Jack Balkin: jackbalkin at yahoo.com
Bruce Ackerman bruce.ackerman at yale.edu
Ian Ayres ian.ayres at yale.edu
Corey Brettschneider corey_brettschneider at brown.edu
Mary Dudziak mary.l.dudziak at emory.edu
Joey Fishkin joey.fishkin at gmail.com
Heather Gerken heather.gerken at yale.edu
Abbe Gluck abbe.gluck at yale.edu
Mark Graber mgraber at law.umaryland.edu
Stephen Griffin sgriffin at tulane.edu
Jonathan Hafetz jonathan.hafetz at shu.edu
Jeremy Kessler jkessler at law.columbia.edu
Andrew Koppelman akoppelman at law.northwestern.edu
Marty Lederman msl46 at law.georgetown.edu
Sanford Levinson slevinson at law.utexas.edu
David Luban david.luban at gmail.com
Gerard Magliocca gmaglioc at iupui.edu
Jason Mazzone mazzonej at illinois.edu
Linda McClain lmcclain at bu.edu
John Mikhail mikhail at law.georgetown.edu
Frank Pasquale pasquale.frank at gmail.com
Nate Persily npersily at gmail.com
Michael Stokes Paulsen michaelstokespaulsen at gmail.com
Deborah Pearlstein dpearlst at yu.edu
Rick Pildes rick.pildes at nyu.edu
David Pozen dpozen at law.columbia.edu
Richard Primus raprimus at umich.edu
K. Sabeel Rahmansabeel.rahman at brooklaw.edu
Alice Ristroph alice.ristroph at shu.edu
Neil Siegel siegel at law.duke.edu
David Super david.super at law.georgetown.edu
Brian Tamanaha btamanaha at wulaw.wustl.edu
Nelson Tebbe nelson.tebbe at brooklaw.edu
Mark Tushnet mtushnet at law.harvard.edu
Adam Winkler winkler at ucla.edu
Josh Blackman, James Phillips, and John Yoo argue that a federal mandate to wear masks to prevent the spread of coronavirus would be unconstitutional under NFIB v. Sebelius. If Congress cannot force people to buy health insurance, it cannot force people to wear masks. In addition, the federal government cannot justify a mandate on the grounds that people's failure to wear a mask will have a substantial (indeed, devastating) effect on interstate commerce. Wearing a mask is not economic activity and so Congress cannot take those effects into account, no matter how great. (Lopez, Morrison) Hence Congress has no power under the Commerce Clause to require people to wear masks, even if it would promote public health and save the economy. The principle of limited federal government is simply too important.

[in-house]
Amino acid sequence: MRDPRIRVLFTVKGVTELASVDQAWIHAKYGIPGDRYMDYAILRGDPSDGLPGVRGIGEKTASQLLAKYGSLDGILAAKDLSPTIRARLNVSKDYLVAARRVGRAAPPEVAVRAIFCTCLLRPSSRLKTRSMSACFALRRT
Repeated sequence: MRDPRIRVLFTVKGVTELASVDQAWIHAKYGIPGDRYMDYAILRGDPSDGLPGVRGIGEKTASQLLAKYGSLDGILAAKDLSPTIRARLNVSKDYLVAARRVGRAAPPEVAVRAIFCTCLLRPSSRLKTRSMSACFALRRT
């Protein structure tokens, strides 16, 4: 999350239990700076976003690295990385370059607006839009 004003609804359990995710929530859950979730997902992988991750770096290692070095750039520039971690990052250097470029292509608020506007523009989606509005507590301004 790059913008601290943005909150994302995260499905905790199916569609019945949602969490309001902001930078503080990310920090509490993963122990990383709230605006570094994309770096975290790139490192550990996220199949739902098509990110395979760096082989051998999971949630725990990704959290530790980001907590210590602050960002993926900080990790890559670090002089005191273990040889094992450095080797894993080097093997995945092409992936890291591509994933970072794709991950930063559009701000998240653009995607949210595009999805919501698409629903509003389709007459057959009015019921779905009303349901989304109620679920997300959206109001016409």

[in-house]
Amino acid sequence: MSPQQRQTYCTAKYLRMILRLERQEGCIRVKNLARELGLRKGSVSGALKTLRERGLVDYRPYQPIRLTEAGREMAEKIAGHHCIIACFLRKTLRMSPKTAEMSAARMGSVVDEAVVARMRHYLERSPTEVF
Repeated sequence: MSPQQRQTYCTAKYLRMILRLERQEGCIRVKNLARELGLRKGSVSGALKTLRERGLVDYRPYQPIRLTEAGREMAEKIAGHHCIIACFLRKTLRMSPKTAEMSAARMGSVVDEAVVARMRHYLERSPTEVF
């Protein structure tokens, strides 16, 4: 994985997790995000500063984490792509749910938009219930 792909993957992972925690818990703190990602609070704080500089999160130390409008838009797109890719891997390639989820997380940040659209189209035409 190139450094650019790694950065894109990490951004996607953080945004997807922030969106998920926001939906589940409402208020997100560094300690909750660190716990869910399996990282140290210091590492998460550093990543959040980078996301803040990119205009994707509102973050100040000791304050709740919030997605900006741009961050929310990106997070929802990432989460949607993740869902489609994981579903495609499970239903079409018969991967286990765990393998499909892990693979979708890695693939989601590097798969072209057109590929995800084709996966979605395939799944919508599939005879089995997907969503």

I beg to differ.
A mask mandate is not a generalized requirement to wear masks at all times. It is a requirement to wear them at certain times and places, and when performing certain activities. And a requirement to wear a mask can be directed either to the person who wears the mask, or to the business or entity that operates the place or facility where a mask must be worn.
How would one draft a constitutional mask mandate under the Commerce Clause? Let me count the ways.
1. First, Congress could regulate people who enter and use businesses and places of public accommodation. It could provide that any person who enters any business or any place of public accommodation that engages in interstate commerce, or that uses goods shipped in interstate commerce, shall wear a mask while within that business or place of public accommodation (including entrances, exits, outdoor areas, and while waiting in line on adjoining sidewalks). Although it is not constitutionally required to do so, the federal government should provide generous exceptions for persons in any place in which no one is likely to be within six feet of anyone else. And it should exempt people living and working in their private houses and apartment interiors.